Chad Kuhl

What Makes Him Good: On a consistent basis he throws a sinker that can touch 96-97 MPH with good movement. He also has made good strides on his slider in the last year.

What He Needs to Work On: Kuhl needs to work on improving his changeup, and getting even more comfortable with the new grip he has, which involves a lighter touch while holding the ball.

Why This is Important? Sinkerball pitchers, especially those who rely on extreme ground ball rates, need a changeup because they traditionally struggle against lefties otherwise.

When Could He Arrive? I wouldn’t be surprised if he arrives earlier, rather than later, being the top guy of the non-Glasnow/Taillon group (can we call these three The NGT? Or maybe KBW?). The Pirates love his stuff, and with the slider development, he seems closer to the majors in terms of things to work on. In fact, I could see a scenario where he’s up before Glasnow and Taillon. The ceiling is lower, but there’s a chance for a solid fourth starter, or maybe a number three if the slider continues improving.

Trevor Williams

What Makes Him Good: He has a lot of movement on his pitches, along with a deceptive delivery that hides the ball longer, making his velocity play up. His sinker is 89-92 MPH and his primary pitch, but he can get his four seamer up to 95 MPH on a regular basis. He also has a good changeup and is very comfortable with the pitch.

What He Needs to Work On: Williams doesn’t have a strikeout pitch. He throws a curve and a slider, but the curve is more of another changeup. The slider isn’t a strikeout pitch, but the Pirates like it better than the curve, and have him focusing on that more of his two breaking pitches.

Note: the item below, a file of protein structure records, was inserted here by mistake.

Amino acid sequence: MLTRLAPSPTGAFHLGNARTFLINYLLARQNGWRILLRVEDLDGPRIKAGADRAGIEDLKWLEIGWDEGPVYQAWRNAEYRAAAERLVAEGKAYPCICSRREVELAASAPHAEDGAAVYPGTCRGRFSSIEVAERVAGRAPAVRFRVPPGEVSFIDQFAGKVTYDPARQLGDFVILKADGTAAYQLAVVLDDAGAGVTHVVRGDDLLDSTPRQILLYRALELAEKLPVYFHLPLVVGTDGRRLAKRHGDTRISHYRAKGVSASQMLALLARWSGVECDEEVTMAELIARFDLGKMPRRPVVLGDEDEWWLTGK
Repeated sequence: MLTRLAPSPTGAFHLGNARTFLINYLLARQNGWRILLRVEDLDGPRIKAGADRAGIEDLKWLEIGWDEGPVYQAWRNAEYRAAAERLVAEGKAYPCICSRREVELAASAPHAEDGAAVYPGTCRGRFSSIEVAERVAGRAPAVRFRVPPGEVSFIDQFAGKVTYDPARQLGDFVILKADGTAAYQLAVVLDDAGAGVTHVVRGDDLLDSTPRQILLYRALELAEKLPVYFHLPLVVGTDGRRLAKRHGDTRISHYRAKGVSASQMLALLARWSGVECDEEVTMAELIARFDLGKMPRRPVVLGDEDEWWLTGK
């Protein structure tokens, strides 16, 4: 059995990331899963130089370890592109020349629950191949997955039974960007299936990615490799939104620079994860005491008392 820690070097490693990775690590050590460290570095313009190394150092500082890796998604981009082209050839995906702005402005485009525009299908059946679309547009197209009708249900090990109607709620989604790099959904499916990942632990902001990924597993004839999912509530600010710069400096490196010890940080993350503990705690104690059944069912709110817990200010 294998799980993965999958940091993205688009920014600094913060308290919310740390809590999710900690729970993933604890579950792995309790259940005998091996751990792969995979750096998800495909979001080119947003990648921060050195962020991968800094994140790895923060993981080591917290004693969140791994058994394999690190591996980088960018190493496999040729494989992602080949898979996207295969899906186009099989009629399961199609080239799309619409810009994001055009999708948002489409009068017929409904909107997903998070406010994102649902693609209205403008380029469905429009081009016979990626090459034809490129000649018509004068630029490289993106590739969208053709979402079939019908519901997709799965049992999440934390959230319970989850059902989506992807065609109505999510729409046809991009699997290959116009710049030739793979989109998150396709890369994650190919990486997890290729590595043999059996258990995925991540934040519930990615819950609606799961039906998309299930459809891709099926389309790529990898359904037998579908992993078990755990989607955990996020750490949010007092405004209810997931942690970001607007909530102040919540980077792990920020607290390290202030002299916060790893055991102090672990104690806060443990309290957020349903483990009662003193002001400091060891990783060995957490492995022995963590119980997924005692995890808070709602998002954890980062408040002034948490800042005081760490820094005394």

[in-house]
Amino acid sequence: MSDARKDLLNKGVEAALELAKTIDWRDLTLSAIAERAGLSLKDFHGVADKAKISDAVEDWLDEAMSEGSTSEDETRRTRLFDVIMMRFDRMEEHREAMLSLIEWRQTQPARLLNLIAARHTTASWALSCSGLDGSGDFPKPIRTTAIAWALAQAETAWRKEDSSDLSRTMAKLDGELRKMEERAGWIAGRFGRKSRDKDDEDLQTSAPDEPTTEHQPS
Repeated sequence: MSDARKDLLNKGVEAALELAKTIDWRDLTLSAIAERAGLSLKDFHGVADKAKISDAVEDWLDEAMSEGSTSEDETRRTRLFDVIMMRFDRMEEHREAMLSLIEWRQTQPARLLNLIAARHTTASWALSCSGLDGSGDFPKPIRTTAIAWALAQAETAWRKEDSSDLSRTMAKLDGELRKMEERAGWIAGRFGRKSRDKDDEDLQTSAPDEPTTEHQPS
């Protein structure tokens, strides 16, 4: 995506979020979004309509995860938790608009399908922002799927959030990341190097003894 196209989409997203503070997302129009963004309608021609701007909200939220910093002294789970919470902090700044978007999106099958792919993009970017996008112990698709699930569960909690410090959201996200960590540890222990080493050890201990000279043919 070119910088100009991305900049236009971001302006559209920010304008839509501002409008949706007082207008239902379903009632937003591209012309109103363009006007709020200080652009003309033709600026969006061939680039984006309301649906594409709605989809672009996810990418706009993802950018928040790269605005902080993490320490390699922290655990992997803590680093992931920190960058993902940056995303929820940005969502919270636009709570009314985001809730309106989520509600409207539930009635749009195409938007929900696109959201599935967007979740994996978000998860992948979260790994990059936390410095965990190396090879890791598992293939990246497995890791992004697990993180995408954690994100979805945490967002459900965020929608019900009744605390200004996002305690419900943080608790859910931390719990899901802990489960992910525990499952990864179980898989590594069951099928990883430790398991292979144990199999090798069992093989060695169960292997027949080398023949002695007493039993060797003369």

Why This is Important? If he doesn’t have an out pitch, then he’s going to have a hard time cracking this rotation, and might end up being a Jared Hughes type reliever instead.

When Could He Arrive? Just like Brault, Williams could end up in Altoona to start the year. And just like Brault, he could arrive in the majors this year, but odds are they’ll have enough guys in front of him that they’ll be able to give him a full year getting ready in the minors, with the upside of a fourth starter in the future.

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**Glasnow and Taillon Show What They Need to Work On; Full Black and Gold Coverage. A full recap of the Black and Gold game, with videos and analysis on all of the pitchers, plus Josh Bell and Max Moroff.

**Pirates Are Set to Rely More on Their Prospect Depth in 2016. Neal Huntington discusses how the Pirates are going to rely on their young prospects more this year for depth, rather than the veteran minor league free agents they’ve targeted in the past.

**Photos From Today’s Black and Gold Game. A photo album of today’s game, with photos from Wilbur Miller and Sean McCool.

**Draft Prospect Watch: Boldt Homers, Senzel Reaches Base Seven Times. John Dreker has the latest draft prospect coverage.

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120 COMMENTS

  1. Tim … Great article! And one I’ve come to expect as it answers a ton of questions concisely – and in one place. my own two cents:

    I believe that Glasnow will get rocked in his first two or three starts (whenever he arrives as he definitely gets over amped in high pressure situations. Plus he needs to at least have a consistent curve r a solid change up when he arrives.